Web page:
“Silver Linings Playbook” – Review By Laurie Coker

I feel like I waited and waited (all year almost) to find the one film of 2012 that made me say “YES! This is my favorite film of the year!” During the Austin Film Festival this year, circumstances beyond my control kept me from seeing as many films as I would have like, but I did see a few. Silver Lining Playbook opened the festival and it, thus far, is indeed my favorite film of the year. Starring Bradley Cooper, Jennifer Lawrence and Robert DeNiro, Silver Lining Playbook, is a delightful blend of drama and poignant humor about family, love and mental illness.

Cooper , in by far his most exceptional and moving performance ever, plays thirty-something-year- old Pat Solitano, an ex-school teacher with bipolar disorder, who having spent eight court-mandated months in a mental institution for beating up his wife’s lover, returns to his parents home to try to piece his life back together. Still under psychiatric care, Pat balances on the edge of sanity, when at a dinner at his best friend’s house, he meets Tiffany (Lawrence), a young woman who, after her police officer husband’s untimely death, teeters, too, on the brink of breaking. Tiffany and Pat, like two damaged birds, cling precariously to one another – both needing something, but completely fearful. At home Pat’s parents – his father Pat Sr. (DeNiro) a book maker, riddle with superstition and mother Doris (Jacki Weaver), a homemaker, try desperately to help, understand and empathize with their son. For Pat Sr. understanding proves most difficult.

Director David O. Russell penned the screenplay based on a novel by Matthew Quick and they created rich, multifaceted characters and a wholly engrossing tale in which these complicated souls interact. Scattered within the drama of dysfunction (in love, life and family) they offer delightful sprinklings of honest, heart-felt humor. By all accounts, two such shattered people have no business being together, but this is what Pat’s best friend, Ronnie’s (John Ortiz) wife, Victoria (Julia Stiles) does. Pat, convinced he can win back his ex, clings to the friendship he fosters (troubled as it is) with Tiffany – one that grows with the challenge of the pair entering a dance contest. Oddly, the relationship works, but not without out stumbles and obstacles.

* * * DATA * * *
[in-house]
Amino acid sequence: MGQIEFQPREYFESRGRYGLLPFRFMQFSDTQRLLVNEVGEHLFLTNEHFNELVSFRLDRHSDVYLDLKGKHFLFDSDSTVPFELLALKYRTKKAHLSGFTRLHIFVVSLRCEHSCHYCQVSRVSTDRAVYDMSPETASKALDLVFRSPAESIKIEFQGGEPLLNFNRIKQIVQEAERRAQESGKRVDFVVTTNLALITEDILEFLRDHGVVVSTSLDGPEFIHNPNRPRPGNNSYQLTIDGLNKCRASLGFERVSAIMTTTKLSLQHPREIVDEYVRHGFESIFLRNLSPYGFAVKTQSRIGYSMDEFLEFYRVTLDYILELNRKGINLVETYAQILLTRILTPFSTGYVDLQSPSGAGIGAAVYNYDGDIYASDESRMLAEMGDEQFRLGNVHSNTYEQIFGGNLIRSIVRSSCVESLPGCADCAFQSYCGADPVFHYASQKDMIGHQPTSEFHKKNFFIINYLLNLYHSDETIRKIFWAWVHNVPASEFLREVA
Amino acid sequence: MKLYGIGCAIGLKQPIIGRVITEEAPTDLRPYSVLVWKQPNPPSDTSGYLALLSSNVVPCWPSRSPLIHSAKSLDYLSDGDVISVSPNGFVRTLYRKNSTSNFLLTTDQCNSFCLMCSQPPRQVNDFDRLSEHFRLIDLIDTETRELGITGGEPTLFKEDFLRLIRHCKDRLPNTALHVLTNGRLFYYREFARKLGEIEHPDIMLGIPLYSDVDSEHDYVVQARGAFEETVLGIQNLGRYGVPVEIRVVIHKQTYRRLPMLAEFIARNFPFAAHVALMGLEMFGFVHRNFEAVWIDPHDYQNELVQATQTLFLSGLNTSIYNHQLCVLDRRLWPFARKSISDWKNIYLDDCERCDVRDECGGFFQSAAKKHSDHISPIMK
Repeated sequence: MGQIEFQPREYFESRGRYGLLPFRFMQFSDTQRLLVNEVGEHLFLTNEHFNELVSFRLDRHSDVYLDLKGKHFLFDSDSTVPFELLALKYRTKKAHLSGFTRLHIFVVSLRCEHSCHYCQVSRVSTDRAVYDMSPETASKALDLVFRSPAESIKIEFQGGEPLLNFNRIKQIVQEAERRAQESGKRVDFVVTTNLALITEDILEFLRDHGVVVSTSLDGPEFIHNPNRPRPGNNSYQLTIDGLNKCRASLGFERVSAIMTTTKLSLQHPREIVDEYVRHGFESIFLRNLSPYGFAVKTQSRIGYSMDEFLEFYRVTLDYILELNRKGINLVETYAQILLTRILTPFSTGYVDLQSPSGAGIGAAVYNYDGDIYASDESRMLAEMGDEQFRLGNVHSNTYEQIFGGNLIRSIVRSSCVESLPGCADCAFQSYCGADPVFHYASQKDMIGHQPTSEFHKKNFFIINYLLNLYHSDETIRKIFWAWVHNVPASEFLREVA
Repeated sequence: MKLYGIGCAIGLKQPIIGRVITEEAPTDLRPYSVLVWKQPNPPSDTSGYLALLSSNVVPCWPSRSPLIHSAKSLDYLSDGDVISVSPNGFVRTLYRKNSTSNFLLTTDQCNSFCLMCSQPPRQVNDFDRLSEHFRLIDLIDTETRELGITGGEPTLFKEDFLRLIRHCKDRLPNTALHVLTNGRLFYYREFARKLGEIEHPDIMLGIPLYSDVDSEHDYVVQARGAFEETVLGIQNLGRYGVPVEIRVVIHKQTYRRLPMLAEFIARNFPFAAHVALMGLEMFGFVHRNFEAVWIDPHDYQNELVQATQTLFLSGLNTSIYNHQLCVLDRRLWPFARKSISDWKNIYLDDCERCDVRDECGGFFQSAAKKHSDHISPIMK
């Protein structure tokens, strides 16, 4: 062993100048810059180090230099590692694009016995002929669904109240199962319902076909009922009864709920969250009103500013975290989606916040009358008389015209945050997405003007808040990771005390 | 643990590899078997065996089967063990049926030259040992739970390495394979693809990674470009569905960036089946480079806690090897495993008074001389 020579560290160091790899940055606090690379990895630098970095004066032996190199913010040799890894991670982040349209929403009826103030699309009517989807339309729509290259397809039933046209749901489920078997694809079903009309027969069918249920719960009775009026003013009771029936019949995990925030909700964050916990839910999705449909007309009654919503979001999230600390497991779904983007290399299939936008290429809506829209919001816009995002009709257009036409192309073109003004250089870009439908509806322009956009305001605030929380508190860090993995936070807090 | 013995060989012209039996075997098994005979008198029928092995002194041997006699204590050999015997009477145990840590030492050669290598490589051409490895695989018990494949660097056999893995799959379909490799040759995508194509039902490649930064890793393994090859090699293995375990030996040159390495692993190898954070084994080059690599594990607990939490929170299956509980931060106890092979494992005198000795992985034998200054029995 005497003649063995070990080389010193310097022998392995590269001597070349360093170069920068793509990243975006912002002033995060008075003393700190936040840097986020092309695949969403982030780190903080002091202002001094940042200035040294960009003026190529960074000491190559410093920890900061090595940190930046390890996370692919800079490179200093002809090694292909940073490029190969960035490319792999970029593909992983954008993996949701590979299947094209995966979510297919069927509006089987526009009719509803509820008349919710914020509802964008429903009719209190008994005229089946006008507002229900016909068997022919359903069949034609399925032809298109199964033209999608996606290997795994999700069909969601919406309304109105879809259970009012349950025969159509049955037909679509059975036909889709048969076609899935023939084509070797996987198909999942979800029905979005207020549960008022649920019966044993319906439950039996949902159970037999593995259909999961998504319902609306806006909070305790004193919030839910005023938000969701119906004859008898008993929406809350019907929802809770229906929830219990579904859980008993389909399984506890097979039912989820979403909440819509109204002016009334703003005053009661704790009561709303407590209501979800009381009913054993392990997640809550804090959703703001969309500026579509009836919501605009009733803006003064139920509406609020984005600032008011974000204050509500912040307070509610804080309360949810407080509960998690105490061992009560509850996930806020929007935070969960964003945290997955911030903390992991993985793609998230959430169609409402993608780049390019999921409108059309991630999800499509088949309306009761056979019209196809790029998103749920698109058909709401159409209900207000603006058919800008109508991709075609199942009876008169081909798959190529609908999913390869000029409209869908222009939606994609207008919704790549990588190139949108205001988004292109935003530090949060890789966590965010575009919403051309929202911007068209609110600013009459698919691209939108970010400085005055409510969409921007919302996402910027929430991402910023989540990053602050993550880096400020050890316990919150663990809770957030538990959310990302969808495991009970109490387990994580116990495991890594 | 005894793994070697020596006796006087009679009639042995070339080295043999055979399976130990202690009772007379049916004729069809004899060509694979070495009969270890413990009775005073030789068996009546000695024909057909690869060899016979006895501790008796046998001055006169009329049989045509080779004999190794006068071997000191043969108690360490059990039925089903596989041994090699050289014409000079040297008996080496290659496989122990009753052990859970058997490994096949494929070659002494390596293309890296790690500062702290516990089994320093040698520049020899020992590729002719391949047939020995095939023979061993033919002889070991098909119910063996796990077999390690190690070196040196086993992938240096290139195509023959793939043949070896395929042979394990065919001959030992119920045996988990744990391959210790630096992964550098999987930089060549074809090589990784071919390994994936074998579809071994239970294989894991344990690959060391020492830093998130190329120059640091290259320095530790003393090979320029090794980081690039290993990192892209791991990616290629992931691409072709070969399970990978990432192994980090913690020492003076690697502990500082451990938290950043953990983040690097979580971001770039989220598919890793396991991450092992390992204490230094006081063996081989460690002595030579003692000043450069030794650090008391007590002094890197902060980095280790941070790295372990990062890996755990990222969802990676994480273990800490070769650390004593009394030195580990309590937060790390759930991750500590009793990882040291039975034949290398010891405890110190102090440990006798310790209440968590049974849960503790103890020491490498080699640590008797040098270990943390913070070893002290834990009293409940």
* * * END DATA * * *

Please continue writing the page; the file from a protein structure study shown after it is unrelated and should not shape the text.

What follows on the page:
For both leads, the result is remarkable. Cooper gives a compelling, affecting and charming performance, one that should garner him accolades. Lawrence, too, surprises in this. Instead of the innocent girl of Winter’s Bone, or the determined “hunter” in Hunger Games, we see a darker, far more passionate character – a vulnerable edgy, sarcastic and insecure spirit, whose external shell seems impenetrable, but harbors fine cracks. Together Cooper and Lawrence drive this film and I appreciated every moment of their interactions – joking, comparing medications and sorrows and sparring – fostering a friendship with more verbal than romantic sparks (at first). While some might consider putting such broken people together a mistake, here we see the inspiration of shared dysfunction and talking things out as a means to healing.

DeNiro and Weaver and host of other actors complement the leads. Weaver’s overly solicitous mother figure squeezed my heart with her desires to help her son. DeNiro’s grumpy senior Pat, borders on loony himself with a Philadelphia Eagles obsession and quirky superstitions about remote controls and his team winning. This affords DeNiro one of his best roles in ages. Shea Whigham plays Pat’s successful, more functional brother. Anupam Kher delights as Pat’s adorable, droll psychotherapist and provides some incredibly moving and funny moments in the film. In fact, everyone in Silver Linings is a bit off – making them all the more endearing and relatable– but then in real life, we all are odd.

Ultimately, Pat’s “silver lining” mentality plays out marvelously even with all the bumps, stumbles, pitfalls and hindrances of real life that he faces and to that we can all relate. The film’s satisfying and surprising ending serves as a perfect topping to a delicious cake. Others might not find it perfect, but I do. Russell gives us full, sumptuous individuals and an even more delicious tale.

Final Grade: A+

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